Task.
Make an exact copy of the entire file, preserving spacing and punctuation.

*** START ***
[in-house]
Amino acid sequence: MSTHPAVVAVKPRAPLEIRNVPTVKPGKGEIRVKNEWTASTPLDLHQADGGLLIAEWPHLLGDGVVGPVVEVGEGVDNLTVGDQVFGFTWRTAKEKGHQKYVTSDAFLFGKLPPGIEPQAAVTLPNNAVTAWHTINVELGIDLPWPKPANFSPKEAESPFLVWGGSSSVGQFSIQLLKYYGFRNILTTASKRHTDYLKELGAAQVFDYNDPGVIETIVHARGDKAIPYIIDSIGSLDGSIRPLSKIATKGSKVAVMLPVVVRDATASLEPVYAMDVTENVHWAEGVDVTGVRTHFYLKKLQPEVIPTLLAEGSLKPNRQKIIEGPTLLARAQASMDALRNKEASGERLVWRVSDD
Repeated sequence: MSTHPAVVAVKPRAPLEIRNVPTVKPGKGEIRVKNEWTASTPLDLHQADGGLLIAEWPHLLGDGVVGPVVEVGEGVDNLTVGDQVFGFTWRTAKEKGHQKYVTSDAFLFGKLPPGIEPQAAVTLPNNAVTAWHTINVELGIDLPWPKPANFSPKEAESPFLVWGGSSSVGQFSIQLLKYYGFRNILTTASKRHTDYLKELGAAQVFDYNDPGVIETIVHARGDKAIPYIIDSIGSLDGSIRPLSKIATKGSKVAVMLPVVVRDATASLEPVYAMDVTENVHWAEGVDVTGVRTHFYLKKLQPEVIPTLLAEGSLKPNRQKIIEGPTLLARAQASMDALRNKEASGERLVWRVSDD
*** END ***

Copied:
[in-house]
Amino acid sequence: MSTHPAVVAVKPRAPLEIRNVPTVKPGKGEIRVKNEWTASTPLDLHQADGGLLIAEWPHLLGDGVVGPVVEVGEGVDNLTVGDQVFGFTWRTAKEKGHQKYVTSDAFLFGKLPPGIEPQAAVTLPNNAVTAWHTINVELGIDLPWPKPANFSPKEAESPFLVWGGSSSVGQFSIQLLKYYGFRNILTTASKRHTDYLKELGAAQVFDYNDPGVIETIVHARGDKAIPYIIDSIGSLDGSIRPLSKIATKGSKVAVMLPVVVRDATASLEPVYAMDVTENVHWAEGVDVTGVRTHFYLKKLQPEVIPTLLAEGSLKPNRQKIIEGPTLLARAQASMDALRNKEASGERLVWRVSDD
Repeated sequence: MSTHPAVVAVKPRAPLEIRNVPTVKPGKGEIRVKNEWTASTPLDLHQADGGLLIAEWPHLLGDGVVGPVVEVGEGVDNLTVGDQVFGFTWRTAKEKGHQKYVTSDAFLFGKLPPGIEPQAAVTLPNNAVTAWHTINVELGIDLPWPKPANFSPKEAESPFLVWGGSSSVGQFSIQLLKYYGFRNILTTASKRHTDYLKELGAAQVFDYNDPGVIETIVHARGDKAIPYIIDSIGSLDGSIRPLSKIATKGSKVAVMLPVVVRDATASLEPVYAMDVTENVHWAEGVDVTGVRTHFYLKKLQPEVIPTLLAEGSLKPNRQKIIEGPTLLARAQASMDALRNKEASGERLVWRVSDD